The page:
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Is love all there is?

Michael Curry, Presiding Bishop of the Episcopal Church (USA) preached at the recent wedding of Prince Harry and Meghan Markle, the newly titled Duke and Duchess of Sussex. In doing so he may well have spoke into many homes and lives of those who profess no faith or no Christian faith, in a way some may have thought very ‘American’. He was certainly passionate and engaging, rousing and full of rhetorical flourish and he captured the essence of the moment. The essence of Love.
But I have also been aware of the ‘storm’ of both admiration for the open message and also, of concern, that it fell short of the Gospel message.
He was applauded as an ‘eccentric Bishop’ by the Sun and as the ‘star of the ceremony’ by USA Today, but as the leader of the Episcopal Church in the USA, was his sermon on the mark? I am not convinced it was.
Clearly the overall theme was that of the ‘redemptive power of love’ – a love that can right the world’s wrongs and “make this old world, a new world”. Love was what the sermon was about, and appropriately so at a wedding. In fact love was mentioned 65 times, fire 20 times, God 19 times, Jesus (Son) 7 times, Father once and Holy Spirit once. The sermon electrified many Christians I have spoken with—it resonated because they understood the redemptive message of love. They understood the words in the spiritual of some ‘old slaves in America’s Antebellum South. “If you cannot preach like Peter, and you cannot pray like Paul, you just tell the love of Jesus, how he died to save us all” which Bishop Michael quoted.
But the sermon stops there… and I guess for good reason. This was a wedding after all, and a royal one watched by just a ‘few’ folk. So what could we expect to get from this sermon?
Well not the whole Gospel message. It falls short of understanding who Christ was and is. It doesn’t talk of repentance. There is no mention of sin. Bishop Michael states that “He [Jesus] gave up his life, he sacrificed his life, for the good of others, for the good of the other, for the wellbeing of the world…for us”. And it would be churlish to deny this. I know I and those who turn to Christ are saved by the sacrificial death of Jesus; that His love was redemptive. But I know I must play my part too?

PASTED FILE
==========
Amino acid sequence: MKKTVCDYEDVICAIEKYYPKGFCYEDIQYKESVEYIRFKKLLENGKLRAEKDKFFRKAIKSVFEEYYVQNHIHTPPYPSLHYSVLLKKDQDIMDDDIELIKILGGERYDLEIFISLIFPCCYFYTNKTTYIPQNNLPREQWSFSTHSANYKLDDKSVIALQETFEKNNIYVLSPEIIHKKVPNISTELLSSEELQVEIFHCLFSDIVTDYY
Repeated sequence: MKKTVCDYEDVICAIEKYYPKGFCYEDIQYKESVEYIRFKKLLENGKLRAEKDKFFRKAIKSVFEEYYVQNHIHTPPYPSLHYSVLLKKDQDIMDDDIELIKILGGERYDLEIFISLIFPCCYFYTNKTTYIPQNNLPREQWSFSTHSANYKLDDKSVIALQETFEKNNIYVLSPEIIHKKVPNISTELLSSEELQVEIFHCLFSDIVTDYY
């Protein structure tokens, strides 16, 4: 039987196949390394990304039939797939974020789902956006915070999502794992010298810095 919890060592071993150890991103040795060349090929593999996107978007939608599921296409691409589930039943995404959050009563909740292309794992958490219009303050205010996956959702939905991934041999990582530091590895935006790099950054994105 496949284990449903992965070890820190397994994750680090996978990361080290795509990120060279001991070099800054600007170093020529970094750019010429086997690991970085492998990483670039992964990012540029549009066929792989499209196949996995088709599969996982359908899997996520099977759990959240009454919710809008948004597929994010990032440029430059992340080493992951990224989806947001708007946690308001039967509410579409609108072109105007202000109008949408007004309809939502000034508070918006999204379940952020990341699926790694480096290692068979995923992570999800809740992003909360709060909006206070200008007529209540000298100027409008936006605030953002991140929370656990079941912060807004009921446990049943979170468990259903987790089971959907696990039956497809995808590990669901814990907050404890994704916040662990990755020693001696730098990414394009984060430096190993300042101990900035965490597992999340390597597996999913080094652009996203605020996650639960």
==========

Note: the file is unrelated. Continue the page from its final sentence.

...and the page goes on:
Bishop Michael quoted 1John 4.v7-8 “Beloved, let us love one another, because love is of God, and those who love are born of God and know God. Those who do not know love do not know God. [Why]? For God is love” but didn’t expand this. His message was one of redemptive love for all, but without mentioning need for repentance. And repentance from what you may ask?—sin, I would answer.
Not once did Bishop Michael mention sin, and as I have said this was a wedding and perhaps was not the place. Yet, the message to the large numbers of non-believers watching and listening was that all is good as long as you love. But what love, whose love?
He said “there’s power in love, not just in romantic love, but any form, any shape of love”… and goes on to acknowledge the source— “ultimately God, the source of all of our lives”.
So, where does this leave us? The quote from 1John 4.v7-8 needs to be understood in context. John’s Gospel says in 3.v16 ‘For God so loved the world that he gave his one and only Son, that whoever believes in him shall not perish but have eternal life’. The background to the bible, to the New Testament, to the gift of Jesus, and his redeeming sacrifice is human sin.
Yes, Jesus died to save us, but there is something we have to do—turn to Him from our fallen ways. The sacrifice of Jesus the Bishop talks of though only shows the ‘example’ made by Christ and says if we just love like Him, then the world will be saved by our love. This ignores the atonement of the cross. Jesus died for our sins! From the same letter 1 John, as quoted in the sermon it says this in verse 8-10 “If we claim to be without sin, we deceive ourselves and the truth is not in us. If we confess our sins, he is faithful and just and will forgive us our sins and purify us from all unrighteousness. If we claim we have not sinned, we make him out to be a liar and his word is not in us”.
Yes, the commands of Jesus are to ‘love the Lord your God with all your heart soul, mind and strength… and to love your neighbour as yourself.’ But the commission or instruction is also to “go and make disciples of all nations, baptizing them in the name of the Father and of the Son and of the Holy Spirit, and teaching them to obey everything I have commanded you.” (Matthew 28.v19-20).
To love God is to share the Gospel, everything He commanded… the fire that Bishop Michael mentioned is not ours to harness, but too accept as the gift of grace that is it. The fire is the power of the Holy Spirit—when we discover that fire—we will know the love of Father and Son.

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